Some things improve with age — I wouldn’t re-live my 20s if you paid me — but high-leverage ignorance isn’t one of them.

Comments (20) + TrackBacks (0) | Category: social software


COMMENTS

1. calvin on June 16, 2007 8:40 PM writes...

you raise an interesting point. but it's two sided.

like our current administration who didn't believe it should listen to the people who had been around the block, or follow the rules that lots of good people had figured out, the argument you make leads to reinventing to wheel. and Re-making, the mistakes others already figured out how not to make.

There are essentially, two forces at work. One is accelerated change. The younger generation accepts changes more easily. But it's not because they are younger. The other factor is history. And age is typically a substitute for history.

Your point about metaweb's use of wikipedia is well taken. But that metaweb accepts wikipedia as a given, while others argue it's merits, is not a function of age. it is simply efficacious.

I would argue that approaches like metaweb's are probably misguided. semantic data storage and other big sky, structured organizing efforts have both deep epistemological/ontological problems and a long history of impracticality. These approaches have been around FOREVER. And by forever, I mean hundreds of years.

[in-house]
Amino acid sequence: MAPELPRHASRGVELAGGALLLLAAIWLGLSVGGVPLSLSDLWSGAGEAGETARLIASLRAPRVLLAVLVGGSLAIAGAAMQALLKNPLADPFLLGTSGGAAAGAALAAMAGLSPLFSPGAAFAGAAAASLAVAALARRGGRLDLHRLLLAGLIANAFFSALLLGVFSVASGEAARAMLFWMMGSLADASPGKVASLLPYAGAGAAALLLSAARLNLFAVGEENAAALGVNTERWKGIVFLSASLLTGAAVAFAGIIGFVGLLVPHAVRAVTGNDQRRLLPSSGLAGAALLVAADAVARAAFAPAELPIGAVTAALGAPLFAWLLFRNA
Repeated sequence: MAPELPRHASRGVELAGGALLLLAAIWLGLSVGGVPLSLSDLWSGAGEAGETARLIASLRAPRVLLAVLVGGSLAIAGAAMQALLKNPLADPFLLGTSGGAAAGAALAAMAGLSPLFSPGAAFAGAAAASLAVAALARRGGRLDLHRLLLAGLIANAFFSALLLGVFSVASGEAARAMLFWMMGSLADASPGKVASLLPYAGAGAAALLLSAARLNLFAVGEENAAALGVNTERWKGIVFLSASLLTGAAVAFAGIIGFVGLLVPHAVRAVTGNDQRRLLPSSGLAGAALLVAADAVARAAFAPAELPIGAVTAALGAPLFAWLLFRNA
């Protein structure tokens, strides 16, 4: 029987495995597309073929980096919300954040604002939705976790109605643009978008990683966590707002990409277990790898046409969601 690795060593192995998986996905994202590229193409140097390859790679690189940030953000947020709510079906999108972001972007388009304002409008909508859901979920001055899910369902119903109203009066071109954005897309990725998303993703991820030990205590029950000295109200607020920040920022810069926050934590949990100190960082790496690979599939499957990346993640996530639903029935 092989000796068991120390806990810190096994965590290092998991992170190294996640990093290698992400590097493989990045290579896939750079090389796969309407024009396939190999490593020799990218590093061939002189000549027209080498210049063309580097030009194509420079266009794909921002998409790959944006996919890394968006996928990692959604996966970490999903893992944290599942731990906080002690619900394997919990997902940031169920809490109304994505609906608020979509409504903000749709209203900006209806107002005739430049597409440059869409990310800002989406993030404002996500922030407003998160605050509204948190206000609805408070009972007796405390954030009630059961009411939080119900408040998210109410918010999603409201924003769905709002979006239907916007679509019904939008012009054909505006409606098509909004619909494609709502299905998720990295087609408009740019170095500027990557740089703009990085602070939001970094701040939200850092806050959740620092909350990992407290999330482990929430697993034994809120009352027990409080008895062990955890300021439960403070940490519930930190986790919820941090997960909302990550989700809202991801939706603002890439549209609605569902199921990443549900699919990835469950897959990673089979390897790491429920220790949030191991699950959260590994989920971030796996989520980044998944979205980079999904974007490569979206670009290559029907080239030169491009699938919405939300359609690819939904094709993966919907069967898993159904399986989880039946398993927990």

But, I'll admit it's hard to argue with young kids that think, "if only we could categorize everything in the right way, then we could find the right stuff really fast!" It's really hard to imagine that the world is not as structured as so many people make it out to be... until you discover it for yourself.

so please. it's one thing to make an argument for skills that allow for adaption to rapid change. But you should also point out the importance of deep understanding, and learning history. Neither one has that much to do with age. Rather they are functions of experience, intelligence and openness.

Permalink to Comment

2. mikael bergkvist on June 16, 2007 11:19 PM writes...

I started to invent stuff after I was 35, and has numerous patents now, and also this site here, http://www.xindesk.com, so I dont buy this at all.
You are solely responsible if your brain clogs up, no one else.

Permalink to Comment

3. Martijn Kriens on June 17, 2007 5:17 AM writes...

Considering the examples everybody is giving I think the main conclusion is that you have to be male to be to whom the future belongs ....

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4. Alex Roshuk on June 17, 2007 8:44 AM writes...